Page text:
On the other hand, the fact Evansville is a regional hub, something Northwest Indiana lacks, may have made this project easier to do. Still, Cathy Zimmerman, interim director of the planned medical campus, noted that the University of Southern Indiana, a commercial development in Evansville and a bordering county all submitted bids for the new facility. But, in the end, Evansville's more than $50 million in incentives and location proved too attractive.
"It has truly been amazing to see how a whole region came together," Becker said. "Sometimes I pinch myself to think this really happened — four universities, four hospitals, the business community, the legislative community, our inner-city community."
"And two of our hospitals are 40 to 50 miles out in smaller communities. To their credit, they haven't viewed this as an 'Evansville project,' even though the campus is downtown. This really is a regional approach."
The three participating public universities requested roughly $50 million in funding for the venture in this year's state budget. In the end, IU was awarded $19.2 million, the University of Southern Indiana received $6 million, while Ivy Tech Community College Southwest was left out (it had asked for $22.9 million); the University of Evansville is raising $6 million in private funding. The state also provided $2 million for campus design planning in its 2013 budget.
"What makes this project attractive, not only for our region, but (also) for the state, is we're pulling together four different institutions of higher education and four different, competing medical-care facilities, and they're all working collaboratively with the intent of building a new pipeline of health-care professionals," Evansville Mayor Lloyd Winnecke said from his office, overlooking the planned site of the medical campus, which will be connected by skywalks to a convention center, 11,000-seat sports arena and not-yet-built 240-room DoubleTree Hotel.
"I think the absolute key is collaboration and creating a model that might push different institutions' comfort level a little bit."
Costs and benefits
Like Winnecke, supporters of an Evansville residency partnership assert it will create a "physician pipeline" — an inverse of the medical brain drain — to keep Northwest Indiana natives who prosper in secondary, post-secondary and medical education in the region, rather than losing them to bigger cities like Chicago and Indianapolis with a multitude of residency slots.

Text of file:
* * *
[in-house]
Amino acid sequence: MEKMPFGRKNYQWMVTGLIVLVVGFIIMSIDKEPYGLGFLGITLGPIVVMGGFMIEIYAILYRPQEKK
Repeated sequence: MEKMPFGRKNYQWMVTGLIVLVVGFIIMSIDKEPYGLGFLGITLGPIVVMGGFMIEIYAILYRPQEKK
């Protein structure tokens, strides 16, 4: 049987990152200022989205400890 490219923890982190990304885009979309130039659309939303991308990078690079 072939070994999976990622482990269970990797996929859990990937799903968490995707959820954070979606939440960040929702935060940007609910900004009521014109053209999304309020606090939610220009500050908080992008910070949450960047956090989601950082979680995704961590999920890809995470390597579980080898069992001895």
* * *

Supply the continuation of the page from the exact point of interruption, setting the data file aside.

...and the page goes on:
At the same time, the residencies would be open to students from anywhere in the country.
Tripp Umbach, which figures to get business from a consortium in the region, estimates communities get an annual economic benefit of $200,000 for each resident they host and $1.5 million for every doctor who stays there to practice.
For all the perceived advantages of having medical residents, the main drawback is cost. Residency programs take a lot of money to establish and maintain, and reimbursement from the federal government has declined. Plus, hospitals that host residents in the past are capped from getting federal funding for new slots.
That's why Bankston and others are proposing a consortium: to get around some of that government red tape and save money by having one administrator and office for all the health-care facilities involved. In addition, the Indiana General Assembly passed a law recently that provides state funding for new residencies to pay anywhere from 10 percent to a third of the roughly $130,000 a typical resident costs each year.
Back at Deaconess Family Practice in Evansville, Carla Essling, a very pregnant third-year resident, saw patients on a recent day. The 29-year-old soon-to-be mother of three grew up in Battle Creek, Mich., and studied medicine at Southern Illinois University. While the family medicine residency program was what originally attracted her to Evansville, she and her family now intend to stay.
"The kids love it — we did kindergarten roundup last night. My husband also really likes it here and has a job he loves. He doesn't want to move," said Essling, who plans to practice at a Deaconess family medicine clinic in nearby Newbergh.
"So that's what I'm going to do, and it's really just because I like the town because, I mean, I'm not from here."